Shorecrest receives English Language Learner Award from State Board of Education

Wednesday, March 26, 2014

The Washington State Board of Education (SBE) has announced that Shorecrest High School in Shoreline is one of 42 recipient schools of the first-ever English Language Acquisition Award.

English Language Learner (ELL) students are the fastest growing subgroup in the state, with more than 70 languages being spoken by Shoreline students. Six percent of District students participate in ELL, with 18 percent speaking another language at home.

According to the Office of the Superintendent of Public Instruction’s (OSPI) K12 Report Card, the number of ELL students increased 30 percent between May 2005 and May 2013.

The board created the language acquisition award to recognize schools whose ELL students are making the greatest progress toward the goal of becoming proficient in English, which is a stepping-stone to career and college-readiness. 

“Language acquisition is an indicator of school success and deserves to be acknowledged,” explained Board Chair Dr. Kristina Mayer. “We want to shine the light on what is working so it can be replicated across the state. The board will work with OSPI and other partners to support award-winning schools in sharing their strategies and best practices.”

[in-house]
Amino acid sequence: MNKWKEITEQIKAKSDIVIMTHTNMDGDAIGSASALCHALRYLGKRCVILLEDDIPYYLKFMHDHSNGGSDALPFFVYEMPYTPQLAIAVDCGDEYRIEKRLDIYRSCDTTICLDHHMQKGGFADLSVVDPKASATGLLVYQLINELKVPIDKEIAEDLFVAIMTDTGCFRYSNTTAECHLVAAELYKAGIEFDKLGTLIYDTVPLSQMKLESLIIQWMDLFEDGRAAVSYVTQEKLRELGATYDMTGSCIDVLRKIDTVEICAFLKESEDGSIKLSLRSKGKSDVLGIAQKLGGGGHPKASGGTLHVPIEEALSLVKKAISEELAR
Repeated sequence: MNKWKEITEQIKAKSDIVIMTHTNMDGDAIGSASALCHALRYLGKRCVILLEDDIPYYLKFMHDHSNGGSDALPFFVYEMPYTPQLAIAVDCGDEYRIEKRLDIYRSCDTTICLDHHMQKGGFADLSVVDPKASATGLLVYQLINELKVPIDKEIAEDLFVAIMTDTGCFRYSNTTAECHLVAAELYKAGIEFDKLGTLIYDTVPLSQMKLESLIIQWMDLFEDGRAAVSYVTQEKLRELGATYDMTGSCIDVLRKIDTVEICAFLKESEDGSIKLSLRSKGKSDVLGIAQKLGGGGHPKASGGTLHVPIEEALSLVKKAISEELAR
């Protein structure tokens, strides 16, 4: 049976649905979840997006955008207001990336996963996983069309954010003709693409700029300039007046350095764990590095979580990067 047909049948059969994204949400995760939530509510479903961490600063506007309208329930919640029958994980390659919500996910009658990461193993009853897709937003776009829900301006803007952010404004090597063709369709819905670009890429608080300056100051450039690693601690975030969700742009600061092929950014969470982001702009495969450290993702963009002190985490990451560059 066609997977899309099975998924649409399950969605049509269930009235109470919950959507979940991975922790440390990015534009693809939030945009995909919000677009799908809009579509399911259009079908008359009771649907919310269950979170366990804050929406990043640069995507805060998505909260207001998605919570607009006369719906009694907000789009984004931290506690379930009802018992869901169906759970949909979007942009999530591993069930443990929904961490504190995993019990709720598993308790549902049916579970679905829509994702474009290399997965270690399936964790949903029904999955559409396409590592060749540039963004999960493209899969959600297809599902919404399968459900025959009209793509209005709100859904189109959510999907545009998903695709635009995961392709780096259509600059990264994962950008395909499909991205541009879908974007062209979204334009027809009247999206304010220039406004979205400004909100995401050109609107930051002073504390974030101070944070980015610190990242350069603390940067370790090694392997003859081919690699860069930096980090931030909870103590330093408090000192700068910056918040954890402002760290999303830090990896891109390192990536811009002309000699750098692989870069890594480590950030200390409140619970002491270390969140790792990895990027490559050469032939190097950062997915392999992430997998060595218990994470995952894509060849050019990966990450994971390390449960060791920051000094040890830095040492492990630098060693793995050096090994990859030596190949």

Shorecrest is working to implement a Sheltered Instruction Observation Protocol (SIOP) model of instruction in which English learners receive support in ELL-specific classes as needed, as well as SIOP content area classes, which integrate language development alongside content instruction in classes where teachers provide sheltered instruction in Social Studies, English Language Arts and Science.

The school has also designated a SIOP/ELL Program Lead Teacher who supports colleagues and provides building leadership related to English learners. 

ELL students at Shorecrest and across the state were assessed on the Washington English Language Proficiency Assessment (WELPA). The award recognizes approximately the top five percent of elementary, middle, and high schools (who have assessed 20 or more students) based on the school’s median point gain on the 2012-13 WELPA.

Award-winning schools must also have met 2012-13 Annual Measurable Achievement Objective (AMAO) 1 and AMAO 2 federal accountability targets. There are two award categories based on the number of students who took the WELPA, small programs (20 to 99 students) and large programs (100 plus students).

These schools not only deliver high quality instruction to all of their students, they also provide instructional services to support their ELL students, preparing them to transition out of language programs and achieve academic success.


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